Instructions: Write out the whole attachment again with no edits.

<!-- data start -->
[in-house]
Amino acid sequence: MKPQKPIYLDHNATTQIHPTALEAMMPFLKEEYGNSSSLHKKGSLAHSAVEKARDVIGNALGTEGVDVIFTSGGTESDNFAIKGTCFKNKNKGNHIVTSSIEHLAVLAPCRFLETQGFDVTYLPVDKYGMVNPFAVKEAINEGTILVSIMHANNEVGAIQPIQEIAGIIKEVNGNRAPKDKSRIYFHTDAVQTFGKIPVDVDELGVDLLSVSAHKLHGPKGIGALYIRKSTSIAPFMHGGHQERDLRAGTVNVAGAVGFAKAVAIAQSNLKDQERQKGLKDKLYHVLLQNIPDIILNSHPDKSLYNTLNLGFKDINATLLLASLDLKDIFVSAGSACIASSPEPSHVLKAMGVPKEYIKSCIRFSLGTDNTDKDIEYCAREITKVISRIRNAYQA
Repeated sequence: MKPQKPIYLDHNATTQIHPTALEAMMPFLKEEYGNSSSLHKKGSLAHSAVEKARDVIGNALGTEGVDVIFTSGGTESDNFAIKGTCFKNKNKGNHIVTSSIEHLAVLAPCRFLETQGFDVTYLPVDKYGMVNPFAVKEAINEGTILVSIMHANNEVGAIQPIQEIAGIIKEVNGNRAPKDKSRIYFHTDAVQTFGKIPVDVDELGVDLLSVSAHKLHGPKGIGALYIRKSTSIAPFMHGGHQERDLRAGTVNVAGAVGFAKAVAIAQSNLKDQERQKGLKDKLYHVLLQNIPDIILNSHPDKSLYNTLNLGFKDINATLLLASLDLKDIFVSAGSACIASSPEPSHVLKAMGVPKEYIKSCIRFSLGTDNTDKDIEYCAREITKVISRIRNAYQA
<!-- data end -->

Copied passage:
[in-house]
Amino acid sequence: MKPQKPIYLDHNATTQIHPTALEAMMPFLKEEYGNSSSLHKKGSLAHSAVEKARDVIGNALGTEGVDVIFTSGGTESDNFAIKGTCFKNKNKGNHIVTSSIEHLAVLAPCRFLETQGFDVTYLPVDKYGMVNPFAVKEAINEGTILVSIMHANNEVGAIQPIQEIAGIIKEVNGNRAPKDKSRIYFHTDAVQTFGKIPVDVDELGVDLLSVSAHKLHGPKGIGALYIRKSTSIAPFMHGGHQERDLRAGTVNVAGAVGFAKAVAIAQSNLKDQERQKGLKDKLYHVLLQNIPDIILNSHPDKSLYNTLNLGFKDINATLLLASLDLKDIFVSAGSACIASSPEPSHVLKAMGVPKEYIKSCIRFSLGTDNTDKDIEYCAREITKVISRIRNAYQA
Repeated sequence: MKPQKPIYLDHNATTQIHPTALEAMMPFLKEEYGNSSSLHKKGSLAHSAVEKARDVIGNALGTEGVDVIFTSGGTESDNFAIKGTCFKNKNKGNHIVTSSIEHLAVLAPCRFLETQGFDVTYLPVDKYGMVNPFAVKEAINEGTILVSIMHANNEVGAIQPIQEIAGIIKEVNGNRAPKDKSRIYFHTDAVQTFGKIPVDVDELGVDLLSVSAHKLHGPKGIGALYIRKSTSIAPFMHGGHQERDLRAGTVNVAGAVGFAKAVAIAQSNLKDQERQKGLKDKLYHVLLQNIPDIILNSHPDKSLYNTLNLGFKDINATLLLASLDLKDIFVSAGSACIASSPEPSHVLKAMGVPKEYIKSCIRFSLGTDNTDKDIEYCAREITKVISRIRNAYQA